For the
three months
ended
March 31,
    For the six months ended
March 31,
 
    2016     2017     2016  
Revenue   $ 4,029,839     $ 13,788,961     $ 9,535,569  
Net loss including noncontrolling Interest   $ 3,277,722     $ 7,830,610     $ 5,367,994  

 

No proforma results for the three months ended March 31, 2017 are presented as those results are included in our unaudited condensed consolidated financial statements for the entire period.

 

6. Investment in Unconsolidated Company

 

On December 13, 2016 (“Closing Date”), the Company entered into a Share Exchange Agreement (the “Quant Agreement”) with Quant Systems, Inc. (“Quant”), pursuant to which Quant acquired eight hundred three thousand five hundred seventy-one (803,571) shares (the “Ominto Shares”) of the Company’s common stock (“Common Stock”), valued at $4.00 per share and in exchange, Quant issued and transferred to the Company, all rights, title, and interest in and to shares of Quant’s common stock that represents an aggregate of 18.75% of the issued and outstanding common stock of Quant on a fully diluted basis. Thus, the Company accounts for this transaction under the cost method. The Company uses the cost method of accounting for investments in companies in which it has a 20% or less ownership interest and does not have the ability to exercise significant influence

 

Quant Systems, Inc. is an advisory and IT solutions firm providing cutting-edge technology applications that improve and empower businesses. Quant Systems’ comprehensive services include technical consulting, software implementation and re-engineering, big data and analytics, cloud infrastructure, mobile strategy and robotics. This strategic collaboration aligns Ominto with a strong IT solutions partner known for its innovative software development and emerging technologies. Combining Ominto’s business model with Quant’s technology proficiency allows us to deliver a world-class Cash Back experience, on a global basis, for the benefit of our Partner Program relationships and our shopping customers.

 

The Company has paid approximately $1,090,000 to Quant for advisory and IT solutions services during the six months ended March 31, 2017  (see Note 9, Related Party Transactions). These costs were expensed and included in selling, general and administrative expenses in the accompanying statement of operations for the six months ended March 31, 2017. The Company is not aware of events or changes in circumstances that would have a significant adverse effect on the carrying values of its cost method investee.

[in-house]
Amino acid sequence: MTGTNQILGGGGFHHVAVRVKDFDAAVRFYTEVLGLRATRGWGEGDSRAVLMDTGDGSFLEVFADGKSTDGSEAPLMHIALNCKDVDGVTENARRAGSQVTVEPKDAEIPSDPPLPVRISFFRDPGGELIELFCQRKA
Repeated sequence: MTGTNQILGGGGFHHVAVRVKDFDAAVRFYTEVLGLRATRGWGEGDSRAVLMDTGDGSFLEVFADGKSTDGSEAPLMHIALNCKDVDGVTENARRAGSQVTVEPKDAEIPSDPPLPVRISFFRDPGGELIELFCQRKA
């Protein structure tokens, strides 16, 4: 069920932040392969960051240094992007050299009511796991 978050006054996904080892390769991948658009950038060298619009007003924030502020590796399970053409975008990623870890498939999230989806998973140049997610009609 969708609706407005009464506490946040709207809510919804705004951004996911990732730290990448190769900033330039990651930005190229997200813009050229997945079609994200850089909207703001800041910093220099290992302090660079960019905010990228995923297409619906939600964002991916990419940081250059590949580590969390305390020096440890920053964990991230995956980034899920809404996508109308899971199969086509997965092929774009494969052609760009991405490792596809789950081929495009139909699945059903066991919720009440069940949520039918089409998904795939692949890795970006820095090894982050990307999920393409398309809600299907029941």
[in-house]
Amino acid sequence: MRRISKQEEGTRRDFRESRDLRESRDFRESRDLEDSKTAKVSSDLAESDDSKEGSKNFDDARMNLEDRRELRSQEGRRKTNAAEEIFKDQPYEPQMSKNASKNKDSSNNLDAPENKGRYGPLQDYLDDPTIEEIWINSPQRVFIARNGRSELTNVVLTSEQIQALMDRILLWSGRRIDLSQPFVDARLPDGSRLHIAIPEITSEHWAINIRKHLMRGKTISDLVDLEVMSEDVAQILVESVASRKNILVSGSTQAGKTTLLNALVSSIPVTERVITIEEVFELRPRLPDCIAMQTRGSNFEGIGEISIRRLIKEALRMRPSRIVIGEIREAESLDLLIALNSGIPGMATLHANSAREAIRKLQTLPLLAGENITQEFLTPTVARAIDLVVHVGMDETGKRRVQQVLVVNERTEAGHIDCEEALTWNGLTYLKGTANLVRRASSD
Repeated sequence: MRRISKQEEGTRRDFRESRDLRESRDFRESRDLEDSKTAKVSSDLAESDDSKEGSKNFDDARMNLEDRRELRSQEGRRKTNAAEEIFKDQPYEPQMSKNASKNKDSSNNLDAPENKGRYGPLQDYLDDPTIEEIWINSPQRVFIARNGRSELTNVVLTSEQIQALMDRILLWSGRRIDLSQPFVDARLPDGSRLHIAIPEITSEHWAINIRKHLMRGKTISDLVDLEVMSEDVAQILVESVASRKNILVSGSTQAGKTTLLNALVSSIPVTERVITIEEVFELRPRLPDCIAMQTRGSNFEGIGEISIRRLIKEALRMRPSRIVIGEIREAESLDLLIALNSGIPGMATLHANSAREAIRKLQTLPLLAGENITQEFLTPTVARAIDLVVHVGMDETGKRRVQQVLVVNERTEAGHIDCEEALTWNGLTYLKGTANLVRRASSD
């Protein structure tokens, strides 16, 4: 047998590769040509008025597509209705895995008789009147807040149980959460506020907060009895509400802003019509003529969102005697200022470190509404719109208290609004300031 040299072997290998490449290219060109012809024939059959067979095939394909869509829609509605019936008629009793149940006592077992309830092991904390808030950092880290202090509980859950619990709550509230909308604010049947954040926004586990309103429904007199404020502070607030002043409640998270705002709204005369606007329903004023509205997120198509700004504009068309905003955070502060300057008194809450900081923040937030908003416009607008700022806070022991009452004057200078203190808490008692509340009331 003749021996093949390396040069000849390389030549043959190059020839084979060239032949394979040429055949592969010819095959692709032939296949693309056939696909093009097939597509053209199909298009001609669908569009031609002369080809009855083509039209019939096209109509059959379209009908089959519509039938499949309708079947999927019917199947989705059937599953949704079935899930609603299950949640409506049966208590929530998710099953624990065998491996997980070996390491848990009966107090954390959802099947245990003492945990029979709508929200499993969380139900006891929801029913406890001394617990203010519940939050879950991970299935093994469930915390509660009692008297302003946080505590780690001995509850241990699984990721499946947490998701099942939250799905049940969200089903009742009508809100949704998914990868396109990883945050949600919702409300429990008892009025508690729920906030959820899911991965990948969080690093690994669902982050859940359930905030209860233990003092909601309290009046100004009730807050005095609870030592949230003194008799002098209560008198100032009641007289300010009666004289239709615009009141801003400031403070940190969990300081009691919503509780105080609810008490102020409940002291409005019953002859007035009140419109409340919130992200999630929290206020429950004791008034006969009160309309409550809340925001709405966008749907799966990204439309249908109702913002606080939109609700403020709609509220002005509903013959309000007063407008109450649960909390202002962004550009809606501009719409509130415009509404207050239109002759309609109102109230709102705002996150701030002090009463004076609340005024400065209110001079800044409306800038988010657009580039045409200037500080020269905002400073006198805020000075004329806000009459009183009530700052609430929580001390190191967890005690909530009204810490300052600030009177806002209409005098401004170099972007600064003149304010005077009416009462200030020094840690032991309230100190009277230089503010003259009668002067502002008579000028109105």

7. Deferred Costs

 

Deferred costs represent commission costs which are directly related to: (i) unearned subscription fees which are expensed ratably over the subscription periods; and (ii) advertising and marketing programs which are expensed when all services and obligations are fulfilled. Deferred costs expensed are included in cost of revenues.

 

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8. Property and Equipment

 

Property and equipment comprised the following:

  

   As of 
   March 31,   September 30, 
   2017   2016 
Land:        
Held for sales incentives   874,748    874,748 
           
Computers and equipment   596,645    347,765 
Software development   1,193,386    1,193,386 
Furniture and fixtures   171,884    176,295 
    1,961,915    1,717,446 
Accumulated depreciation   (771,067)   (549,878)
    1,190,848    1,167,568 
           
Total  $2,065,596   $2,042,316 

  

Land Held for Sales Incentives 

 

We acquired a contract right to acquire a land parcel consisting of 15 lots in the Cayman Islands in March 2010. As of March 31, 2017, the land value of approximately $0.9 million consisted of the contract price and land filled cost of approximately $3.6 million less an impairment charge of approximately $2.7 million that was based on our evaluation of the estimated fair value.